The University of Montana African American Studies Department is preparing for Martin Luther King, Jr. Day with special events and activities.

Director Tobin Miller Shearer spoke with KGVO News on Thursday and provided details of how the university and the community can take part.

“This year, we are trying to focus on King’s legacy,” said Dr. Shearer. “We’ve invited the campus community to think about how they are promoting his legacy in terms of the many different roles we fill here in the Missoula community. We had an essay contest and later on this afternoon (Thursday) we’ll be announcing the four undergraduate winners of that contest who wrote these wonderful essays describing how King had impacted their lives.”

Also on Thursday, a UM alumna, Meshayla Cox, Program, Events, and Outreach Coordinator for The Montana Racial Equity Project, is presenting a keynote address at the Davidson Honors College.

Shearer said there will be other events on campus throughout the weekend and into the holiday on Monday.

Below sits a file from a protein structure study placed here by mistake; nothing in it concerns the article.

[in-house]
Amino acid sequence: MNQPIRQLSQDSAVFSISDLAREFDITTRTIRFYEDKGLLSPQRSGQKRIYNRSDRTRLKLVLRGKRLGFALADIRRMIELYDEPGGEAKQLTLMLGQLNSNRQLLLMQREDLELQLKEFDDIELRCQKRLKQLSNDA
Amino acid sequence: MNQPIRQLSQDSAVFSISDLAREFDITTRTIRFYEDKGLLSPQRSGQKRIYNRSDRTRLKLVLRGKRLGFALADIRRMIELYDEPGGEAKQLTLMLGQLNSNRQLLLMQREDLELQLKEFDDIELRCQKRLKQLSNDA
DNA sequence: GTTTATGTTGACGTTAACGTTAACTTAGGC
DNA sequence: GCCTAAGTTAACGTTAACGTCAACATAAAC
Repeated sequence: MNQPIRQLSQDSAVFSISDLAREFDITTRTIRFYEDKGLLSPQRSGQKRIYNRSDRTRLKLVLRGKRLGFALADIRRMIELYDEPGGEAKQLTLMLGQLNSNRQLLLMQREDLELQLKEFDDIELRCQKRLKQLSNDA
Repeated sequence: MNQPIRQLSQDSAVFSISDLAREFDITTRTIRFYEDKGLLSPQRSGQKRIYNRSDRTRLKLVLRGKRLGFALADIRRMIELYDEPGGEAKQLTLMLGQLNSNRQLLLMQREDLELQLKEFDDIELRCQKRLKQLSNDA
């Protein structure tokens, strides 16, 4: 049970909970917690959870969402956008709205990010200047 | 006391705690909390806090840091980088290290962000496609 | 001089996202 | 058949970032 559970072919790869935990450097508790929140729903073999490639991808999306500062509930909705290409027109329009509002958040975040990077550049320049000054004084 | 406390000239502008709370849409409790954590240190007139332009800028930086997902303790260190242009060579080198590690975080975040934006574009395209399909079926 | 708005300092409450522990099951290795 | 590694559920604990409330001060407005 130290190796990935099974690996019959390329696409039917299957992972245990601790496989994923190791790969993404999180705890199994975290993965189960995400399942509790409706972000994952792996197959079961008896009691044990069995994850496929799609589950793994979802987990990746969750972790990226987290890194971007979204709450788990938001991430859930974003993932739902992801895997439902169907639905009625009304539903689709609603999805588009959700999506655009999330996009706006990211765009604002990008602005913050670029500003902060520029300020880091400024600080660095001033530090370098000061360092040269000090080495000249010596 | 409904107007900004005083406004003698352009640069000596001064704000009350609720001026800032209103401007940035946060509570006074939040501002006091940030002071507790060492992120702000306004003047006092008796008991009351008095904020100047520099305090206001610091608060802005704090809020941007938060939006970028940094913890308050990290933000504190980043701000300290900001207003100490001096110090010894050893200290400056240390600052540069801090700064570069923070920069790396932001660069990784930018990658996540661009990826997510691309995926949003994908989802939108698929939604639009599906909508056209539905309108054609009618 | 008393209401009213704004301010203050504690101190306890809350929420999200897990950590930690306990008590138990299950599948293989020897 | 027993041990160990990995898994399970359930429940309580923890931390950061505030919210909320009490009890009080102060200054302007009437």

“As part of the community-wide celebration, we’re encouraging all of our students and faculty and the community to join us at St. Anthony’s Church on Monday evening at 6:00 p.m.,” he said. “We’ll be hearing from a variety of community leaders including Rabbi Laurie Franklin from the Har Shalom Community, and she will be the featured speaker.”

Shearer said he will also be speaking in February as part of Black History Month.

“I’ll be speaking about the precarious position of minority rights during the Alumni Lecture Series that our university hosts,” he said, adding that the legacy of Dr. King does live on here in Montana. “I absolutely believe it does, especially when I see it in the many people who are pushing back against the rise of white nationalism that we’ve seen, not only in our state, but across the country, particularly concentrated here in the Pacific Northwest. I see that in groups like Missoula’s Idea for Racial Justice, Montana’s Racial Equity Project, the Montana Human Rights Network, and the Love Lives Here Coalition in the Flathead area.”

Shearer said he is also working with the Native American students and organizations on campus.

“The film series that will be hosted by the Martin Luther King, Jr. Committee here in town is focusing on the struggle of the Native American community, particularly around the Standing Rock NoDAPL movement and telling that story for native sovereignty rights,” he said. “These were the kinds of issues that King was also concerned about and connected to in the course of his lifetime, so we’re seeing that reflected in the effort of the King committee in the area.”